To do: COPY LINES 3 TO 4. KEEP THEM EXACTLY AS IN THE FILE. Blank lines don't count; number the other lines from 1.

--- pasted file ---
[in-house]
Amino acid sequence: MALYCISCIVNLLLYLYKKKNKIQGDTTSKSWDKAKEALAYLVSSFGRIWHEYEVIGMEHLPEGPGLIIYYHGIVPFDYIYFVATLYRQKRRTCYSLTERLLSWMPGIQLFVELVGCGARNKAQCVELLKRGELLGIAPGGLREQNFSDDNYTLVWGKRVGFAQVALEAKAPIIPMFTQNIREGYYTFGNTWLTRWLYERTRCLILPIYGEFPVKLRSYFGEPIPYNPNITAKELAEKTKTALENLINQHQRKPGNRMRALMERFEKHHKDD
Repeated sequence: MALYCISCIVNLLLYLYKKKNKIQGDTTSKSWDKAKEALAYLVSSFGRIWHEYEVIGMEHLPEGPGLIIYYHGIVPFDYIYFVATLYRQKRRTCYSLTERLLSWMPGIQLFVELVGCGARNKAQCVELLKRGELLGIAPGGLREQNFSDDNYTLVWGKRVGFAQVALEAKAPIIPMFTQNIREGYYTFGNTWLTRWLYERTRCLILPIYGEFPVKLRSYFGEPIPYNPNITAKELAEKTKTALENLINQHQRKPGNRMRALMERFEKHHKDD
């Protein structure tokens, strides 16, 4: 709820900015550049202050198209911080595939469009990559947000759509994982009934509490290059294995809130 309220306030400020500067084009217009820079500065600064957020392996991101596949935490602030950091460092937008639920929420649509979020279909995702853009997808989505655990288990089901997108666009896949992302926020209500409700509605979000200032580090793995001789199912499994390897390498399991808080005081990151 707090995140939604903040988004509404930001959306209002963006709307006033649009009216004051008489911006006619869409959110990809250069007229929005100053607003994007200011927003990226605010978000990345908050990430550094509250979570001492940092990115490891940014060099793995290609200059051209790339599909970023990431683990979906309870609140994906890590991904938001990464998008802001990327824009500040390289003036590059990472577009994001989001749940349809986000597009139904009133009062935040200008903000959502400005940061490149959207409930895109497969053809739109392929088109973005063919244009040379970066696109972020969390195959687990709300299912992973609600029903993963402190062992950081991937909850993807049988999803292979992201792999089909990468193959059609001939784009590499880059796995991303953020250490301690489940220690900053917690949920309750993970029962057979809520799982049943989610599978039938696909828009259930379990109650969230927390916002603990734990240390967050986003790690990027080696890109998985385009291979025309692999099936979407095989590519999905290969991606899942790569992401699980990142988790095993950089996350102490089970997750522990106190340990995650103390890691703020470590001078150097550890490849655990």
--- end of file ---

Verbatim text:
Repeated sequence: MALYCISCIVNLLLYLYKKKNKIQGDTTSKSWDKAKEALAYLVSSFGRIWHEYEVIGMEHLPEGPGLIIYYHGIVPFDYIYFVATLYRQKRRTCYSLTERLLSWMPGIQLFVELVGCGARNKAQCVELLKRGELLGIAPGGLREQNFSDDNYTLVWGKRVGFAQVALEAKAPIIPMFTQNIREGYYTFGNTWLTRWLYERTRCLILPIYGEFPVKLRSYFGEPIPYNPNITAKELAEKTKTALENLINQHQRKPGNRMRALMERFEKHHKDD
């Protein structure tokens, strides 16, 4: 709820900015550049202050198209911080595939469009990559947000759509994982009934509490290059294995809130 309220306030400020500067084009217009820079500065600064957020392996991101596949935490602030950091460092937008639920929420649509979020279909995702853009997808989505655990288990089901997108666009896949992302926020209500409700509605979000200032580090793995001789199912499994390897390498399991808080005081990151 707090995140939604903040988004509404930001959306209002963006709307006033649009009216004051008489911006006619869409959110990809250069007229929005100053607003994007200011927003990226605010978000990345908050990430550094509250979570001492940092990115490891940014060099793995290609200059051209790339599909970023990431683990979906309870609140994906890590991904938001990464998008802001990327824009500040390289003036590059990472577009994001989001749940349809986000597009139904009133009062935040200008903000959502400005940061490149959207409930895109497969053809739109392929088109973005063919244009040379970066696109972020969390195959687990709300299912992973609600029903993963402190062992950081991937909850993807049988999803292979992201792999089909990468193959059609001939784009590499880059796995991303953020250490301690489940220690900053917690949920309750993970029962057979809520799982049943989610599978039938696909828009259930379990109650969230927390916002603990734990240390967050986003790690990027080696890109998985385009291979025309692999099936979407095989590519999905290969991606899942790569992401699980990142988790095993950089996350102490089970997750522990106190340990995650103390890691703020470590001078150097550890490849655990």